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Applying Lessons from Earth’s Mass Extinction Events to the Search for Biosignatures on Exoplanets

Presentation #403.05 in the session Linking the Solar System and the Search for Life.

Published onJul 01, 2023
Applying Lessons from Earth’s Mass Extinction Events to the Search for Biosignatures on Exoplanets

The study of exoplanets is partially motivated by the search for life elsewhere in the universe, but where there is life, there is also death. There have been at least five mass extinctions in Earth history, which generally follow a pattern of an already-stressed system subjected to a geologically short-term shock. The most famous example is the Cretaceous-Paleogene (K-Pg) extinction event 66 million years ago, when an asteroid impact began a chain of events that ended 66% of life on land and in the oceans. The most destructive known mass extinction event is the Permian-Triassic (P-T) 251.9 million years ago, which has been linked to the violent and sustained eruption of the Siberian Traps. The volcanic activity released massive amounts of carbon dioxide, causing ocean anoxia and acidification and the loss of up to 95% of marine species on Earth and up to 70% of terrestrial species.

The amount of biomass decaying, the residence times for the post-event gases in Earth’s atmosphere, and the types and relative amounts of gases could be clues to a planet undergoing an intense extinction event. Biotic “necrosignatures” have never been investigated in the context of remote detectability, but the idea exists in the literature. We can pretend that Earth is an exoplanet being observed to leverage the in situ data from Earth to extrapolate to exoplanet mass extinctions.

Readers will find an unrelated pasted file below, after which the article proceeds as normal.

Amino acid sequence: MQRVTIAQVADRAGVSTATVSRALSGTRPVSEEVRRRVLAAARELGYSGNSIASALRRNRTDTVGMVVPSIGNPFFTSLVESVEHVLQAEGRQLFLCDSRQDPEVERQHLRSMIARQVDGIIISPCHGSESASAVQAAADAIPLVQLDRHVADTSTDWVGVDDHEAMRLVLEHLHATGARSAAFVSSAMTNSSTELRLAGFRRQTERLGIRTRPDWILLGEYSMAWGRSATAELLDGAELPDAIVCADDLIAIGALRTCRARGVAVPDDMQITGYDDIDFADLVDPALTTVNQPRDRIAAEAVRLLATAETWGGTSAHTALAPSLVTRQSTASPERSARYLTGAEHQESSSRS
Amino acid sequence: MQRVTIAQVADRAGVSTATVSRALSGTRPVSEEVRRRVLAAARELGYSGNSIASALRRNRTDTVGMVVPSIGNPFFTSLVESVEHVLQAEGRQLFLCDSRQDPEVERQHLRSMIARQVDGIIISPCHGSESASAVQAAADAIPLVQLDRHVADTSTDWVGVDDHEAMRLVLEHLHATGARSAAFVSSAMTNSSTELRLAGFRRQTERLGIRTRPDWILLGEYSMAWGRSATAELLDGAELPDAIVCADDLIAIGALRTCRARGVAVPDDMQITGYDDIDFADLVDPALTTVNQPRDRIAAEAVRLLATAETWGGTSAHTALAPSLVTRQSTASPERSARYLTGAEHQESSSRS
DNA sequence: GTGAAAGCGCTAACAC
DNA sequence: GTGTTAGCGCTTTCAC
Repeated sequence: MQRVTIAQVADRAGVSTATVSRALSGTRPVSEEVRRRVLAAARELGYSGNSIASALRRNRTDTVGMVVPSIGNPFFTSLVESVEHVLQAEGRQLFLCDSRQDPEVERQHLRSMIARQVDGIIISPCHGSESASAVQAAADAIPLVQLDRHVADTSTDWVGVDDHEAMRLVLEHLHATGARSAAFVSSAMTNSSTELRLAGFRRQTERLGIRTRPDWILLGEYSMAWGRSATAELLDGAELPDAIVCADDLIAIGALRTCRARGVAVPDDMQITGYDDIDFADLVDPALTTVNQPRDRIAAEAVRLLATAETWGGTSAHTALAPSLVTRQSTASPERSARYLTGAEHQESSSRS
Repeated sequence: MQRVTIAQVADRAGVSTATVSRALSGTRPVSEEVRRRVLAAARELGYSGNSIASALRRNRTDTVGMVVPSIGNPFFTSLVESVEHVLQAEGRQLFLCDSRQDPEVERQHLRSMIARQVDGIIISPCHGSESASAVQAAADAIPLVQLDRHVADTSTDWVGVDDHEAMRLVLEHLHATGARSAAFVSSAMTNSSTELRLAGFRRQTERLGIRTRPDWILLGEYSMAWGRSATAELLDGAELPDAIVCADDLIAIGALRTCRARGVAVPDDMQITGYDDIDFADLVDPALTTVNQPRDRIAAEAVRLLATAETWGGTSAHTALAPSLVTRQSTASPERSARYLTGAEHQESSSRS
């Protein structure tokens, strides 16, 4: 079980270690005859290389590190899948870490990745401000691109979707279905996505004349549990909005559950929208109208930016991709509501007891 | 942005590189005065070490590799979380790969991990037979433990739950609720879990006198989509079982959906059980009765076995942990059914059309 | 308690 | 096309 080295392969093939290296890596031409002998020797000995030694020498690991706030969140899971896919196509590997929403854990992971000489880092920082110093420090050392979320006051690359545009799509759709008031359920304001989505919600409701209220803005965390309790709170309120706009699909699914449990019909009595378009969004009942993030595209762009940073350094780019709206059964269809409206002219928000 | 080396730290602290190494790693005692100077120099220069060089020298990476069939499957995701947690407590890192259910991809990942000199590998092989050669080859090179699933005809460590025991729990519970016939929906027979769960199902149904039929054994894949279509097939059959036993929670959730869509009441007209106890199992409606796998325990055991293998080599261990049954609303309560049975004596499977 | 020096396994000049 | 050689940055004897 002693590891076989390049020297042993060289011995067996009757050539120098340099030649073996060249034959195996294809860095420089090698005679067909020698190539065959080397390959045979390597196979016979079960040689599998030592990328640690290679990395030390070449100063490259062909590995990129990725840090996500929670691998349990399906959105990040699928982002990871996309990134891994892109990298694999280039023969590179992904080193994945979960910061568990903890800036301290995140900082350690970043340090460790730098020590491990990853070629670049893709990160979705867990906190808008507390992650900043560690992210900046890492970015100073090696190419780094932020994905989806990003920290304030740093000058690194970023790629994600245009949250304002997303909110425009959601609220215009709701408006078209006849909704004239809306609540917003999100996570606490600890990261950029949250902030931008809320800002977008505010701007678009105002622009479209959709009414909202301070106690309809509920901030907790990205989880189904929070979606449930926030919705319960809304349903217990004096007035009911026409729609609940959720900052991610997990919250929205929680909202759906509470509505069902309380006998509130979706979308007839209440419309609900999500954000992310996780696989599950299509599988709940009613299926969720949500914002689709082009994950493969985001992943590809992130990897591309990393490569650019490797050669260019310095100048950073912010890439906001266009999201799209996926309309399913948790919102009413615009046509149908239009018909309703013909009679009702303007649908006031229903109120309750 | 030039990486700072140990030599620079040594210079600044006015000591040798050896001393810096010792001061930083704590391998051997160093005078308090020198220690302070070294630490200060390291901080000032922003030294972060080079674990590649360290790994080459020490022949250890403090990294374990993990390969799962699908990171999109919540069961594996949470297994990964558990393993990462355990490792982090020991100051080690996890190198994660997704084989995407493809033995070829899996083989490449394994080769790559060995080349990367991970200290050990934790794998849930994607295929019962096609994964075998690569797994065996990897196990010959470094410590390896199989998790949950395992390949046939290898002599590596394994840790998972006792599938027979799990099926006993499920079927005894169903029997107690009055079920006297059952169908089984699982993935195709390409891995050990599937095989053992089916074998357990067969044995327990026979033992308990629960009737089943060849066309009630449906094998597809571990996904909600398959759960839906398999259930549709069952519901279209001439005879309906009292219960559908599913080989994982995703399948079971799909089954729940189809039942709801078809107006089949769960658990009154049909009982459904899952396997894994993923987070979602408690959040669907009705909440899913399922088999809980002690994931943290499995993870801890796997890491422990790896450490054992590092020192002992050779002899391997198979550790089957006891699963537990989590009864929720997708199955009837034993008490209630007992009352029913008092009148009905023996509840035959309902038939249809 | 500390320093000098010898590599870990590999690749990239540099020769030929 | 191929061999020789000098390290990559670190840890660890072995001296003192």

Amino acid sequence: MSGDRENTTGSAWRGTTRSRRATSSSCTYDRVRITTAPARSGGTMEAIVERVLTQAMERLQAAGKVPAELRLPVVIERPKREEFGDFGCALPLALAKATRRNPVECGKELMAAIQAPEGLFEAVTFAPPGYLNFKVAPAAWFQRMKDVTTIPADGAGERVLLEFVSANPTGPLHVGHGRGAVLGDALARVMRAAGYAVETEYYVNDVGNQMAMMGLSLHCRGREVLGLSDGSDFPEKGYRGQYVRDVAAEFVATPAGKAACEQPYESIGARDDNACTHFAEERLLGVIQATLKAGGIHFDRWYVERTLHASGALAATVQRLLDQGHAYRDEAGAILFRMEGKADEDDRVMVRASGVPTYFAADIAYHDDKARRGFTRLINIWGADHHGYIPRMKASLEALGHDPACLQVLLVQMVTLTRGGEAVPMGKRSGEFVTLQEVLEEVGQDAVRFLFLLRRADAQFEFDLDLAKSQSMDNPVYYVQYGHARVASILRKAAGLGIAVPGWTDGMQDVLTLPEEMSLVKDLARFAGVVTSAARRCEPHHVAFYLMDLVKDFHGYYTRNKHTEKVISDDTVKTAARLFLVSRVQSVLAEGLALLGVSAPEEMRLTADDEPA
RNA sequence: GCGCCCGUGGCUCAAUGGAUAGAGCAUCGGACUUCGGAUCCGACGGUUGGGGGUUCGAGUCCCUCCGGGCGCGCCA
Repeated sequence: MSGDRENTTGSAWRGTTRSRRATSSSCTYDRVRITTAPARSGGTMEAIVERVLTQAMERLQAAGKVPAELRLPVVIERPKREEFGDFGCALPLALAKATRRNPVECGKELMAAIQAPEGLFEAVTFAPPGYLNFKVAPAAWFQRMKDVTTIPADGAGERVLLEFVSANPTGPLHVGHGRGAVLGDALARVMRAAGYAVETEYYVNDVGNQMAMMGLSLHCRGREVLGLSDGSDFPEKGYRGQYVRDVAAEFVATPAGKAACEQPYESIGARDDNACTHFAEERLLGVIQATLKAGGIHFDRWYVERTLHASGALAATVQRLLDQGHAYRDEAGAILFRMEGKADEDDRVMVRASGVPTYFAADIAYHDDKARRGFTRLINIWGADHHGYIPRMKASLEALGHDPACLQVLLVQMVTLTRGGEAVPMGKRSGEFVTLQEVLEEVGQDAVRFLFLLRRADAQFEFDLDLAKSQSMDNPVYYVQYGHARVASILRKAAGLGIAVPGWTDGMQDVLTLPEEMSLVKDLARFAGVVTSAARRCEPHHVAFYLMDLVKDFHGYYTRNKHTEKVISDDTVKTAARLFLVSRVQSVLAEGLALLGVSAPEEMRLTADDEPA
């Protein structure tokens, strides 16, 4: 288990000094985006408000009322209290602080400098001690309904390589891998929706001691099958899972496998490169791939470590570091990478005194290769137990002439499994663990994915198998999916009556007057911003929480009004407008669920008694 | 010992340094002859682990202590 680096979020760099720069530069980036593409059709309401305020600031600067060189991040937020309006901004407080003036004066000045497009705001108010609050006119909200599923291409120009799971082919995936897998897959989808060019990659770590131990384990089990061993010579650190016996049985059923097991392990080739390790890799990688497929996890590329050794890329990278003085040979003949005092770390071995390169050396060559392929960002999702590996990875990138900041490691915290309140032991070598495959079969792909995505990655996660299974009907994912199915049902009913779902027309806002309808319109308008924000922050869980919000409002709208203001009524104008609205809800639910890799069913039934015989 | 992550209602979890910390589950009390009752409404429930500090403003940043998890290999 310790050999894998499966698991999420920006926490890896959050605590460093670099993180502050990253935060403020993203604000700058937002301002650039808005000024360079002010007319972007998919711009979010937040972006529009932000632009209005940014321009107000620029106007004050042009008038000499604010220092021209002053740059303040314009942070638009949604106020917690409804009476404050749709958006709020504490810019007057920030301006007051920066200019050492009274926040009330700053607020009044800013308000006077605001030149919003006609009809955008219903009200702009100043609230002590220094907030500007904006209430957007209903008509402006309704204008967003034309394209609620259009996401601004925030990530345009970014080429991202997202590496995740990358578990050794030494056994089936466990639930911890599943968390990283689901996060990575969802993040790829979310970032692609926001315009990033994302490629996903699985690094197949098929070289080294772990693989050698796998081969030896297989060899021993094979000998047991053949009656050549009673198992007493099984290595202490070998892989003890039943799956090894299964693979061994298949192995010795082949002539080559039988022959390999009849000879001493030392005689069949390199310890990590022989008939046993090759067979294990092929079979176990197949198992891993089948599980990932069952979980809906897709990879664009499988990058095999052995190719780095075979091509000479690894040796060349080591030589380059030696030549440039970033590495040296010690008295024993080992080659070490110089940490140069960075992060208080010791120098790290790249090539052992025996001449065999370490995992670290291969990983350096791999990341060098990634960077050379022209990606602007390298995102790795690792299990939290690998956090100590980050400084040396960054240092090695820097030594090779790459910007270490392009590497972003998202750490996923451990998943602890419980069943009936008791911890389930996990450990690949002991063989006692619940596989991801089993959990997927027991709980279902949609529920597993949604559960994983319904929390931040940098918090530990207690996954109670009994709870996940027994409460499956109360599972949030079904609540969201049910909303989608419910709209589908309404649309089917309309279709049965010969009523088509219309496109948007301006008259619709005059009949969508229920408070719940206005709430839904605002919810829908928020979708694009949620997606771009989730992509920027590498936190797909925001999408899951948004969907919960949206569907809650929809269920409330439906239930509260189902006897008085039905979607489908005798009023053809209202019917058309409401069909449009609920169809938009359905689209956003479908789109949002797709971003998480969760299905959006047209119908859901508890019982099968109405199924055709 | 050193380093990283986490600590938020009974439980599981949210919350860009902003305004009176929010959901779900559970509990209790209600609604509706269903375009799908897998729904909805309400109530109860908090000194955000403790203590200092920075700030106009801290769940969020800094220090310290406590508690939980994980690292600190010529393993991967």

We will estimate detectable signatures as a function of biomass, atmospheric scale height, observing strategy, and other parameters that will arise during the investigation. First, we will produce spectral signatures of Earth’s atmosphere before, during, and after the K-Pg and P-T mass extinction events, using previously published work to estimate atmosphere compositions without regard to decaying biomass, as benchmarks for event detectability. We will add parameters to represent the decaying biomass in various quantities to simulate different extinction-level events. We will look for differences in the quantities and stratospheric residence times of the different gases that are produced under these conditions. We will specifically look for the gases that reach the thresholds of detectability by missions like JWST. If no gases reach these minima, we will estimate the observing requirements that could potentially detect these gases, including time. Finally, we will estimate how long these gases will be detectable before the atmosphere re-equilibrates and any signature relationships between gaseous species indicative of a mass extinction event.

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